Back when all the concerns about the NSA and government surveillance first started making the rounds, Apple was one of the first companies to push for "greater transparency" in declaring the requests it received from the U.S. government. With a brief released today, Apple shows that it wasn't just blowing smoke.
Enjoy using Google Chrome's "Incognito" search option for private web browsing? You might want to clear your history if you've been hanging around sensitive sites as of late. According to TechCrunch, development and design firm Parallax discovered that Incognito mode doesn't completely hide your searches when used on the Chrome app for iOS 7, as anyone who uses the standard search page will be able to see your history.
Apple already has a lot of security features baked into the Mac. From its strong, well-tested Unix foundation to the built-in privacy features of OS X, it’s one of the most secure operating systems available to consumers. A lot of users, however, make mistakes in their daily usage that can severely compromise the security of their Mac. We’ll show you these pitfalls and help you lock down your Mac to make your privacy, digital information, and even your hardware less likely to be compromise, covering everything from user accounts to the physical security layer of your computing workflow.
We still don't know if Apple and other tech companies' denial of direct involvement in the PRISM scandal has any truth (although we can at least be happy that Apple was apparently the last to participate), but we can take some comfort in the fact that Apple CEO Tim Cook seems to want to do something about it. According to Politico, Cook and other tech representatives held a confidential meeting this week with other tech executives and President Obama to discuss government surveillance programs.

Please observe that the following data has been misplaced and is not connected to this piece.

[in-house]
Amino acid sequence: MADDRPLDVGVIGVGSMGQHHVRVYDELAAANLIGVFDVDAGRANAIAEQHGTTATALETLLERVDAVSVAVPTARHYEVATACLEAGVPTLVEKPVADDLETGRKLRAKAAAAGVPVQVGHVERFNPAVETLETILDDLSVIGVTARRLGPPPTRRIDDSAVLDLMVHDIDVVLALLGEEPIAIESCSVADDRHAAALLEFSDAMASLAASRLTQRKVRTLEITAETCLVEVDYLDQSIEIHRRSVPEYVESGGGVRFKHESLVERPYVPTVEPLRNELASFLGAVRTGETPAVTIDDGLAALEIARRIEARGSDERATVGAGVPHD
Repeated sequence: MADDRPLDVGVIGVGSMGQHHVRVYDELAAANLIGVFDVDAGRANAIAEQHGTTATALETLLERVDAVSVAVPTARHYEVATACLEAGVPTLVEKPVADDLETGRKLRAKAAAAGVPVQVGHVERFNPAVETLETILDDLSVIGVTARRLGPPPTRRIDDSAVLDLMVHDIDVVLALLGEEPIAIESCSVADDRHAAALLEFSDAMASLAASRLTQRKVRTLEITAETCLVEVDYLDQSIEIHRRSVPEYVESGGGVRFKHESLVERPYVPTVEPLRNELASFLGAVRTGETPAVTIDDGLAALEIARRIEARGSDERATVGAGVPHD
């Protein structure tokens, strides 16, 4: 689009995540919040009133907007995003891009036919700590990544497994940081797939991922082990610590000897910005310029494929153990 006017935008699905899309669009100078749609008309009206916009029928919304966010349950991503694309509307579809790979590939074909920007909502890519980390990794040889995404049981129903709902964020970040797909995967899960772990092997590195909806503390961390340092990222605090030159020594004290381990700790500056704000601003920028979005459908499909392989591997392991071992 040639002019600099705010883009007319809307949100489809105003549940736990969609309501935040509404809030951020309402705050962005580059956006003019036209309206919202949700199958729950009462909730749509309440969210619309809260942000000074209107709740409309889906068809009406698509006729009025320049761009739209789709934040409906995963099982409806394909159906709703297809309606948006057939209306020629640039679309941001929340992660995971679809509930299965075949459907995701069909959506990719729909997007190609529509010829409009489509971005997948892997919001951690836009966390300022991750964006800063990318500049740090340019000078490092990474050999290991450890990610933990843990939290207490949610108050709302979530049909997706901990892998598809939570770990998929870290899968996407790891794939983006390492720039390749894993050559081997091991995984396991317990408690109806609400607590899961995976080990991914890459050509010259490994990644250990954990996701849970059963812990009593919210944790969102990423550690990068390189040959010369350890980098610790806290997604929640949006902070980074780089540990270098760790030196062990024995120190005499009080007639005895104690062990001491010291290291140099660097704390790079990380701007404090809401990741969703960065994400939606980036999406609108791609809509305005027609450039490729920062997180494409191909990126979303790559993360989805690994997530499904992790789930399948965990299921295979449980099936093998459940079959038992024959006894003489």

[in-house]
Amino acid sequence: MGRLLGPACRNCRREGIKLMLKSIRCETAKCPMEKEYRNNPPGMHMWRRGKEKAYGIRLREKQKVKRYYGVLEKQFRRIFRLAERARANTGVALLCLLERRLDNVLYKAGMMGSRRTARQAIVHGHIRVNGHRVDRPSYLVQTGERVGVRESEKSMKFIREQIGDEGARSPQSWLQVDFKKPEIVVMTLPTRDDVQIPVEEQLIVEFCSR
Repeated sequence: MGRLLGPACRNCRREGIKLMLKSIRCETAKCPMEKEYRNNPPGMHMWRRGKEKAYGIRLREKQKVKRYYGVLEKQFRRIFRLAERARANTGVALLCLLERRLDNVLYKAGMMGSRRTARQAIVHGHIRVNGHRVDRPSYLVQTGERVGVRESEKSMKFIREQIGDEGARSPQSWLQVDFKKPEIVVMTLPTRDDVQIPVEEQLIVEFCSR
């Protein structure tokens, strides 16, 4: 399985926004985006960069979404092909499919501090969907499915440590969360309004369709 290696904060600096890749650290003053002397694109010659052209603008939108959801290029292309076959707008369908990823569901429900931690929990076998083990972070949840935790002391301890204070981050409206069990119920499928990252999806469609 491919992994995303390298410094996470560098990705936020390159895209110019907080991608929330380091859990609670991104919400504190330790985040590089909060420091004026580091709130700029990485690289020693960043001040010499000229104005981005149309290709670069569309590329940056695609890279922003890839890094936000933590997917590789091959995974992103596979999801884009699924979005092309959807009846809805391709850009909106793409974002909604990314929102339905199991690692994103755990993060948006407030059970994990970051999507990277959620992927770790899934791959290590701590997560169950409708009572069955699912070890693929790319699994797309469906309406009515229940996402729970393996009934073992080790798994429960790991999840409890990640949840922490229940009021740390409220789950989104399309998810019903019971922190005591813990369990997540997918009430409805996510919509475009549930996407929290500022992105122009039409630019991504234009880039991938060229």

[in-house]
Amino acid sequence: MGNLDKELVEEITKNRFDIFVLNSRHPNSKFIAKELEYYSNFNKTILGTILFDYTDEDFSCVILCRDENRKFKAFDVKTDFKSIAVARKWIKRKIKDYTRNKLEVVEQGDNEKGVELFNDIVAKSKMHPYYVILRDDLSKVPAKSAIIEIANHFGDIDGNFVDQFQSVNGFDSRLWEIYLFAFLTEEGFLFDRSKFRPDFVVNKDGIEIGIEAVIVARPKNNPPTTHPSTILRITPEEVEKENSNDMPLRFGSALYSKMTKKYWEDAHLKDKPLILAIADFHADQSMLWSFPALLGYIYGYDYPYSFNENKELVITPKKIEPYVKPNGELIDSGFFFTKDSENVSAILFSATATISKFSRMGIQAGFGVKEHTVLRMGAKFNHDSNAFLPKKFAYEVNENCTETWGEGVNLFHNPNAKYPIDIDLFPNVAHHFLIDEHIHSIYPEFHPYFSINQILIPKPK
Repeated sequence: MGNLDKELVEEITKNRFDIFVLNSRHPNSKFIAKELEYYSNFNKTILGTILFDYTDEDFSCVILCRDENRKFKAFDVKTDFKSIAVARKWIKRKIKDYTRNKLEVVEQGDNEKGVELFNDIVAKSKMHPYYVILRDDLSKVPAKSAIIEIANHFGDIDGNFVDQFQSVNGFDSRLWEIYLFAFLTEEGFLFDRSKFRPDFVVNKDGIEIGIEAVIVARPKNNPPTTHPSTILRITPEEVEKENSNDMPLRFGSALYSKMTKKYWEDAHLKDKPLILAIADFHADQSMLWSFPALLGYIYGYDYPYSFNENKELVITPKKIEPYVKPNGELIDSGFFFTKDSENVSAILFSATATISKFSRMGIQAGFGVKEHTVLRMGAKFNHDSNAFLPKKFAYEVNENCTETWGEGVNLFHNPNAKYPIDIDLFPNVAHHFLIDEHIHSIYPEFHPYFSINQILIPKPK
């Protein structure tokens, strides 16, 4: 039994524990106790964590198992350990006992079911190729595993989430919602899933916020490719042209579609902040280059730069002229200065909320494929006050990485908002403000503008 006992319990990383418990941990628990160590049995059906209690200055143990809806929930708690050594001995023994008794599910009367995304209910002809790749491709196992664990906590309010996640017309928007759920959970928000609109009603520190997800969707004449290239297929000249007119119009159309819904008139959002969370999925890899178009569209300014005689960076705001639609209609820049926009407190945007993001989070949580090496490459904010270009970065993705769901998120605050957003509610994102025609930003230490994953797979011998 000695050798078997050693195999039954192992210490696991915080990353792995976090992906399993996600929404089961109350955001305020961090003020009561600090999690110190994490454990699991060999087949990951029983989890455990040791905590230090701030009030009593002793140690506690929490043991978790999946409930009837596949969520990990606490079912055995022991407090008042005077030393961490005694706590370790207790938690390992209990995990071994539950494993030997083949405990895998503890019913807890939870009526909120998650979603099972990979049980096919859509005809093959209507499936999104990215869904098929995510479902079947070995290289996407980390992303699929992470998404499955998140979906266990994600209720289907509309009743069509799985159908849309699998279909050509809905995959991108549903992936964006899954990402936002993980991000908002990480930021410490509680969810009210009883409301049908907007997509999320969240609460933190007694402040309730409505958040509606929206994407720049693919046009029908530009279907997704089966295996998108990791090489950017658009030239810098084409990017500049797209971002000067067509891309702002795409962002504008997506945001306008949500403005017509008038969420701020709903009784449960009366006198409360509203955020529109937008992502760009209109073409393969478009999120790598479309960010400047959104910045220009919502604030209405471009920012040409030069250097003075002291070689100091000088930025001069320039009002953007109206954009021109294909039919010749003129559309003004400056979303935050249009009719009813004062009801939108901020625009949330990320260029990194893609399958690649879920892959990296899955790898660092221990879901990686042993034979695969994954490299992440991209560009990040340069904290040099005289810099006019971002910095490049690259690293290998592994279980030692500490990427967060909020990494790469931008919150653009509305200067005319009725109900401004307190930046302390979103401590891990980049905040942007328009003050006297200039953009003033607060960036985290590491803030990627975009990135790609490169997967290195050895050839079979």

Big Brother is watching you, and he wants to know if you prefer Ralph Lauren over Tommy Hilfiger. According to the New York Times, Nordstrom recently shuttered a program that tracked the movements of customers throughout its stores by using the Wi-Fi receptors on smartphones like the iPhone, prompting yet another debate in the changing nature of privacy in a digital world. Nordstrom may have ceased this practice, but according to the Times, it's not the only store getting in on the action.
Facebook has always seen itself as a competitor of Google in some nebulous way, but it's always lacked the key feature that makes us swarm to the ultra-popular search engine. Quite frankly, it's all but impossible to search through all the information you put into it. But with the widespread release of Facebook's Graph Search in the U.S. today, that's not so much the case anymore. And while that's good news for Zuckerberg and co., it also means you'll want to tighten your security privileges if you don't want people knowing too much about you.
It's bad enough when Facebook's official policies cause concerns about privacy; it's worse when undiscovered bugs in the gigantic social network start revealing your data to other users. And that's apparently what's been happening, as this afternoon Facebook confirmed that a bug that disclosed private contact information had affected around six million users over the last year. It has since been removed.
Apple got some expectation of closure on a major issue in the ongoing patent war with Samsung, though it's probably not exactly what Apple wanted. Also, Apple fought the law in its home state of California, and won. But was it the privacy rights of the consumer that actually lost?
If you count yourself among those hostile to Instagram's new terms of service rolling out next month, the social network wants you to know they've heard your complaints and may or may not be doing something about it.